DiRubbo is one of those rare breeds in the new crop of straight-ahead musicians. His style is very reminiscent of his influences, Coltrane, Parker and his mentor/teacher Jackie McLean. But he has developed his own vision and approach which has made him an in-demand sideman since his debut in 1999. He has worked with a plethora of his contemporaries and legends including Steve Davis, Eric Alexander, Peter Washington, Harold Mabern, Bruce Barth and of course Jackie McLean.

DiRubbo's latest, Chronos (PosiTone) is a sheer delight. It is a change in direction compared to the rest of his catalog. Mainly in set up. This outing is a trio lineup with the stellar Rudy Royston on drums and Brian Charette on organ.

Organ sessions can be a tricky affair. The organ while emotional and funky can sometimes overwhelm the session. On Chronos it is a major compliment. This sounds like a group that has been together for years. Chronos is a face paced session with tracks like "Rituals" and "Minor Progress" moving with rich vibrant tones but also keep the listener engrossed with the individual activities of each performer.

Charette's playing is really outstanding. On "Nouveau" the trio are in complete ballad mode. It helps temper the more upbeat rhythm of the opening tracks and displays the diversity of DiRubbo's talent. "Eight For Elvin" is DiRubbo's tribute to legendary John Coltrane drummer Elvin Jones. It's a moment where history meets influence and works perfectly. Royston is fantastic and infectious. Charette seems calm and relaxed. And DiRubbo intermingles with the two superbly and romantically.

It would have been interesting to hear Coltrane mixing it up with Jimmy Smith or John Patton. Maybe the closet comparison would be Jimmy Smith's work with Lou Donaldson or the emotional work Jackie Mac did with Mal Waldron (piano).

Chronos is definitely a side step for DiRubbo but its a beautiful side step that I think every jazz fan will dig. It's emotional. It's funky. It's crafty. And most of all it's got a vision and pace that is worth repeated listens. I really think you're all going to dig it.

Wednesday, January 19, 2011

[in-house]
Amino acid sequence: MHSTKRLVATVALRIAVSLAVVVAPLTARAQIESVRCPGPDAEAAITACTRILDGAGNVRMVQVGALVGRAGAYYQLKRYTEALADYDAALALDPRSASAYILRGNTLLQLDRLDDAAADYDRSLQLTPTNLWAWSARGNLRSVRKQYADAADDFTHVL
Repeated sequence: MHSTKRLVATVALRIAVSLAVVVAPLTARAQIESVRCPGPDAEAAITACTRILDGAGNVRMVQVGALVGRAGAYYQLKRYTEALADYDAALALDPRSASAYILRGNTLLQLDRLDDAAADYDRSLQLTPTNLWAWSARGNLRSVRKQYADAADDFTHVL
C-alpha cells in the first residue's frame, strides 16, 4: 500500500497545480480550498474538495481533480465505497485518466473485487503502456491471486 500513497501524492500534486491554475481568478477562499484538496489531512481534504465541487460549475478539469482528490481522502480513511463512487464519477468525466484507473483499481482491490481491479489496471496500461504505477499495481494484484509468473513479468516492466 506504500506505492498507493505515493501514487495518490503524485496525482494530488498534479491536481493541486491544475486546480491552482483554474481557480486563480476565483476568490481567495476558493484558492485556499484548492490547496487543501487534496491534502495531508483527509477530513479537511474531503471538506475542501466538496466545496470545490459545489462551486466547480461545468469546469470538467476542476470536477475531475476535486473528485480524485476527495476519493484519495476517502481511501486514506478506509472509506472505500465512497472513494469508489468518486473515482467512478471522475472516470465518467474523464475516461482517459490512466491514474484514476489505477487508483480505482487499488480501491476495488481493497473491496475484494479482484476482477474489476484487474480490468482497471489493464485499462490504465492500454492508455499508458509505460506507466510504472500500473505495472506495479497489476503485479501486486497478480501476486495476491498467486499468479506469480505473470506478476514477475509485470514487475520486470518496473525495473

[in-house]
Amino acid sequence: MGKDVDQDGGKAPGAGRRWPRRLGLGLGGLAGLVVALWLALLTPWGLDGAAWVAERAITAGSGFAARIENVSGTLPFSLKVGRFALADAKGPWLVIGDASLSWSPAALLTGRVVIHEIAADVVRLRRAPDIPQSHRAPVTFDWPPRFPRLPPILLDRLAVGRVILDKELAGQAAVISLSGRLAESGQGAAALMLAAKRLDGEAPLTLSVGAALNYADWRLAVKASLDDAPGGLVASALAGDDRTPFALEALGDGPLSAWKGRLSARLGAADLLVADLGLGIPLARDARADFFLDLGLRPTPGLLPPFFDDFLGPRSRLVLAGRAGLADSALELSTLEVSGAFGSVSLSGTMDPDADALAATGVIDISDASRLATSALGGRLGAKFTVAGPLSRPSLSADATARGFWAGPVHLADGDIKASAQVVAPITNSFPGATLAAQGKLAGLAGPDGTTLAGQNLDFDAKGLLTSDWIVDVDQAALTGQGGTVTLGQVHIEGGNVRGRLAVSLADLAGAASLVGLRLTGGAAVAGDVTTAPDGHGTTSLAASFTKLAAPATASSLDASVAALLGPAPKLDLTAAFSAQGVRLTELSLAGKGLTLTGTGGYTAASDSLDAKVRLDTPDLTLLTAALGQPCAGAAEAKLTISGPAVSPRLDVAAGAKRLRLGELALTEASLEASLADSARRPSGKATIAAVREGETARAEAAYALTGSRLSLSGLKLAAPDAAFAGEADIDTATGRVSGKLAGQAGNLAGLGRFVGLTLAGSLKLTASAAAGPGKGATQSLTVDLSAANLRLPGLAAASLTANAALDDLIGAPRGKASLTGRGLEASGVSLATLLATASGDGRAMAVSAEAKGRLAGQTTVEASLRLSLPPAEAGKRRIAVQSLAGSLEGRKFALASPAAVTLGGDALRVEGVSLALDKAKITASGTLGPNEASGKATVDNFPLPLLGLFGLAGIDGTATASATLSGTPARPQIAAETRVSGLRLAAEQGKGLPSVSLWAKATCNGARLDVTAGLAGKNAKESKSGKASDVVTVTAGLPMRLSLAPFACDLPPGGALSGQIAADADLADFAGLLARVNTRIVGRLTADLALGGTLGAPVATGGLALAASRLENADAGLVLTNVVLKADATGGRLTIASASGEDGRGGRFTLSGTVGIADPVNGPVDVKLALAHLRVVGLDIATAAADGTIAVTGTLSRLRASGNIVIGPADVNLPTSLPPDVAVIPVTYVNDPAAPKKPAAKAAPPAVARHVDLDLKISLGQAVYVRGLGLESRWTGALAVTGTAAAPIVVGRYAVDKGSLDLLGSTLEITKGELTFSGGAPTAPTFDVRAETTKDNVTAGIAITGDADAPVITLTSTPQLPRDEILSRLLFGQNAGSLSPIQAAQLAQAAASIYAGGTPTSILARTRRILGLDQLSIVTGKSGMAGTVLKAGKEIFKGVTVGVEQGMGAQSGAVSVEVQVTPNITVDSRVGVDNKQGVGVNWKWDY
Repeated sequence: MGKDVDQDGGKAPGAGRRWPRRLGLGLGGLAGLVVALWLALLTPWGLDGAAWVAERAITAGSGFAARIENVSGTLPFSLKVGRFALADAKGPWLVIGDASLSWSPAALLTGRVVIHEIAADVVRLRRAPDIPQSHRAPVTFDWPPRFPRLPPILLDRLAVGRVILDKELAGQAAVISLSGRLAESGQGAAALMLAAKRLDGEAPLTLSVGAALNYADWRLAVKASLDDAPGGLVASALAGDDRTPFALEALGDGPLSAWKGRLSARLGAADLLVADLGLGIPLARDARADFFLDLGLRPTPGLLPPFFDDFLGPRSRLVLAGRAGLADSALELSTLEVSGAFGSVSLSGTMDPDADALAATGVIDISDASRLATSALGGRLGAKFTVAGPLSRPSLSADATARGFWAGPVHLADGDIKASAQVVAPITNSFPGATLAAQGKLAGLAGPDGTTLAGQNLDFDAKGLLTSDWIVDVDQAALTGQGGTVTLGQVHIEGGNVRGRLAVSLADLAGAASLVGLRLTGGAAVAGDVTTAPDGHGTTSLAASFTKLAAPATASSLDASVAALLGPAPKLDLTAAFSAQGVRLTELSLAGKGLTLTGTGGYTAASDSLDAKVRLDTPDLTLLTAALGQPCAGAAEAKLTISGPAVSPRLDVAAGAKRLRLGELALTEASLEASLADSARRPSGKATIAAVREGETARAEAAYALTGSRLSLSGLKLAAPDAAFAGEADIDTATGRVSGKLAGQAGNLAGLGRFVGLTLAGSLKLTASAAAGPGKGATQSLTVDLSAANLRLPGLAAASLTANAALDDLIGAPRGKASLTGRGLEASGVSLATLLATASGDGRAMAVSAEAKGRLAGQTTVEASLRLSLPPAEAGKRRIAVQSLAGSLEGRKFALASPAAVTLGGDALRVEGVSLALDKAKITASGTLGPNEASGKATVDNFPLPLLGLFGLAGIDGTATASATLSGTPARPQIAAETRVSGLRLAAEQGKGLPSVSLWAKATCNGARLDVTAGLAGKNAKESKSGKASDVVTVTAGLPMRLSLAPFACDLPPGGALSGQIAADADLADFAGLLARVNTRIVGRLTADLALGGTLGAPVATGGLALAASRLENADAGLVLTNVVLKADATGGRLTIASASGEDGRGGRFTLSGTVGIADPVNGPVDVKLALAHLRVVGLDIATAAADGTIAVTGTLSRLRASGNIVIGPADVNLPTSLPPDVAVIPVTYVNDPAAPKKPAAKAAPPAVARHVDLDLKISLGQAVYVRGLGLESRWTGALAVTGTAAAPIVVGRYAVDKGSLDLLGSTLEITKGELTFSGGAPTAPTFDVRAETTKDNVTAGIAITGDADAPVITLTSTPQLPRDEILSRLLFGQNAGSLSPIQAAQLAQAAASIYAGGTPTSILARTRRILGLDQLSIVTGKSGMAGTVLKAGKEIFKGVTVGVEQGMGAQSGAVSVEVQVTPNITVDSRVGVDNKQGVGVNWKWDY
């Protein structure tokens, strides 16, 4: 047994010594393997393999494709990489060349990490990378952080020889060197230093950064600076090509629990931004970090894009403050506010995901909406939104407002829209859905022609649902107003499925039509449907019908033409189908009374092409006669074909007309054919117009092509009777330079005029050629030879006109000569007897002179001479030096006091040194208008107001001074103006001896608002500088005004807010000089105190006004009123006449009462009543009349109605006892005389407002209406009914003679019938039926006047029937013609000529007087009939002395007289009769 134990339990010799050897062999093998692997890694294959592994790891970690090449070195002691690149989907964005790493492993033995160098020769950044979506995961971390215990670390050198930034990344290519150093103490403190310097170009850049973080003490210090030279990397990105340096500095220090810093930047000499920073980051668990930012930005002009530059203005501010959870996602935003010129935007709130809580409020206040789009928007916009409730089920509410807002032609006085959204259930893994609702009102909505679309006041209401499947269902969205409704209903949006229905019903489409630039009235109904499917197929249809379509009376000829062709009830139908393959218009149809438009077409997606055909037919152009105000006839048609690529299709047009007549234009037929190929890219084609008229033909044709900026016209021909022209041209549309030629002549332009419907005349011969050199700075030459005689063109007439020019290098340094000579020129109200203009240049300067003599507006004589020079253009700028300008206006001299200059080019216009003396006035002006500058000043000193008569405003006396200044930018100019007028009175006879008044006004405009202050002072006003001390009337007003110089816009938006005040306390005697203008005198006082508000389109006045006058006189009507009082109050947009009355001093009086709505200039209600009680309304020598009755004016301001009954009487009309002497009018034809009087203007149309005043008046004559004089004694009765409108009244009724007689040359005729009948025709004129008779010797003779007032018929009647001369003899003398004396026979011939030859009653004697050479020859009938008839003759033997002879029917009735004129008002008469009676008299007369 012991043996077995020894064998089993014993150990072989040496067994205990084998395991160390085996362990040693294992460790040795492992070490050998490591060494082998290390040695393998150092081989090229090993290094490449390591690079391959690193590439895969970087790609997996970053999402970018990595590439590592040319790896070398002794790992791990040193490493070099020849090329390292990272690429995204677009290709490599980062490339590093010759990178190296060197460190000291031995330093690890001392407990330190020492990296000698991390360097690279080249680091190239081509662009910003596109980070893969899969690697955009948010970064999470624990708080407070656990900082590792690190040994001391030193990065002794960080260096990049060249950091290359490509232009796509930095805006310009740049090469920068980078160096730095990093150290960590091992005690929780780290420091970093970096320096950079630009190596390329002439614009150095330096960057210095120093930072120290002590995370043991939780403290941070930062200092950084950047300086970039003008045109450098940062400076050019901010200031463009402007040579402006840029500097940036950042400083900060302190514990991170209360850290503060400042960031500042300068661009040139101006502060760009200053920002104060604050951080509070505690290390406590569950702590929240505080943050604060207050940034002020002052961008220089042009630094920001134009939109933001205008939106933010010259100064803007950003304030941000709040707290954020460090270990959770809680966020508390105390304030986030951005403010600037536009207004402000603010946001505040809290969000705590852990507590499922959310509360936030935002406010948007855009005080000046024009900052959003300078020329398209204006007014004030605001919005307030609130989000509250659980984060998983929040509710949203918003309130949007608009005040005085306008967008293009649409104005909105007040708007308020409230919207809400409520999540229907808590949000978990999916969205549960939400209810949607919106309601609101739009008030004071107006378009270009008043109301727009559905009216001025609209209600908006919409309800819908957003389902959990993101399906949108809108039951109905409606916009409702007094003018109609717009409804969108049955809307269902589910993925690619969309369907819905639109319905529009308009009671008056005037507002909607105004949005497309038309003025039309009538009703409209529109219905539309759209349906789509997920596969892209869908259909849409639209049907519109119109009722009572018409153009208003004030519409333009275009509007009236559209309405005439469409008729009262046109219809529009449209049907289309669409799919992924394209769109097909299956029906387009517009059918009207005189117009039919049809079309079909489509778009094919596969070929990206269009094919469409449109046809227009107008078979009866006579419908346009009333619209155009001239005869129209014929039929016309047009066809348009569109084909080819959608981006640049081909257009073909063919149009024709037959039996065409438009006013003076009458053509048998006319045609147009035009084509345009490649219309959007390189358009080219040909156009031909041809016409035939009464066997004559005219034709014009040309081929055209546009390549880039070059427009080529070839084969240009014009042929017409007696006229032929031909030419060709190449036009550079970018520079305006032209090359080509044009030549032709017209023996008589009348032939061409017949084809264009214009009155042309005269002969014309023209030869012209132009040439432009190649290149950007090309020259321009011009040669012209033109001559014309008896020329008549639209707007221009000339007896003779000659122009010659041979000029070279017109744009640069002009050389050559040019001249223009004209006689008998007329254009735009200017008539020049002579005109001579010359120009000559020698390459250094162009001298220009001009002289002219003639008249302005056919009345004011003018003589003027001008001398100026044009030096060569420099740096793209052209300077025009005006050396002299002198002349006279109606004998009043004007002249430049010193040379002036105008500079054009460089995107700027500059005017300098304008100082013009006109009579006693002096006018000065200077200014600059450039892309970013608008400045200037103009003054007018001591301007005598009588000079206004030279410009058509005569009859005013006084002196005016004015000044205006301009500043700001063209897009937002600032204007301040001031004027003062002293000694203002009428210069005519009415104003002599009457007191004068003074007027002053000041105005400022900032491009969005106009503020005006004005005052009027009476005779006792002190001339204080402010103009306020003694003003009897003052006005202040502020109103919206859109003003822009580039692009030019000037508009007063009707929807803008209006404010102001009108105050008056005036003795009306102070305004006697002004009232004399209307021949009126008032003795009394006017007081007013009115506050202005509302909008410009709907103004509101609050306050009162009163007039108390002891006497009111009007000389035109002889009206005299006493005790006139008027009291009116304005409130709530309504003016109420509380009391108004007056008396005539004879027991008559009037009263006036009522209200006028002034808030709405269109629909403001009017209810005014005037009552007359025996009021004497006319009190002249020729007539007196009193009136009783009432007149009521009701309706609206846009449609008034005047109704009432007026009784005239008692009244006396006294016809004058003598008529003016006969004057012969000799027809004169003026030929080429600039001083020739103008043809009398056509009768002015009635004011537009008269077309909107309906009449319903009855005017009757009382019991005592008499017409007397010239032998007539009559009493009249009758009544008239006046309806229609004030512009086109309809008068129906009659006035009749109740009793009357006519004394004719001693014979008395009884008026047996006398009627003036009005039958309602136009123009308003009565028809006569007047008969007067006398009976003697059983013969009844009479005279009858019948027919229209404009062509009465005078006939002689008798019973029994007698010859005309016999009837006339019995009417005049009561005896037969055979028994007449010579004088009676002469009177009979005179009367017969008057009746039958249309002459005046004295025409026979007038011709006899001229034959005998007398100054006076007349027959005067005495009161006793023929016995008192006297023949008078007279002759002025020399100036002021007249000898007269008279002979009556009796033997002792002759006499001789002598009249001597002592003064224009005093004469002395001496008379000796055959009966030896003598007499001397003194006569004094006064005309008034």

John Esposito: Orisha

John Esposito (piano; b. 1953)
Orisha (Sun Jump Records; 2010)
Ira Coleman (bass)
Peter O'Brien (drums)

It looks like tradition is running wild at JazzWrap this week.

New York native, John Esposito has been on the scene for over three decades. He has worked with a variety of jazz artists including Dave Douglas, Ryan Kisor, Dave Holland and Sam Rivers among others. He has a style that is relaxed but also complexed. There is a beautiful side to his compositions that reminds me of the craftier moments of Bill Charlap or Blue Note era Herbie Hancock.

He has played in a variety of contexts but the two albums that have always drawn my attention are his trio dates. The latest, Orisha (Sun Jump Records) is a wonderful collection of originals (unlike the previous release Down Blue Marlin Road, which heavily featured standards and originals) that are joyous and jumpin'.

While Esposito is the leader on this date, this is definitely a group affair. On "Myanmar" the trio move through uptempo and midtempo without hesitation. It's a lovely introspective listen that is emotional effective.

"Fly" written and performed by drummer, Peter O'Brien, while short is nicely and fiercely delivered and moves quickly into "Stygian Bright", a multi-patterned piece with some nice chordal changes by Esposito. "Personal Blues" while based on a blues structure doesn't move in a blues fashion. This is a fast paced number that delivers a night club feel that you are bound to find intoxicating.

Orisha is a stellar collection of high spirited originals performed by a trio that while not playing regularly, demonstrates years of experience of which they all hold, rolled up into just over an hour of marvelous listening.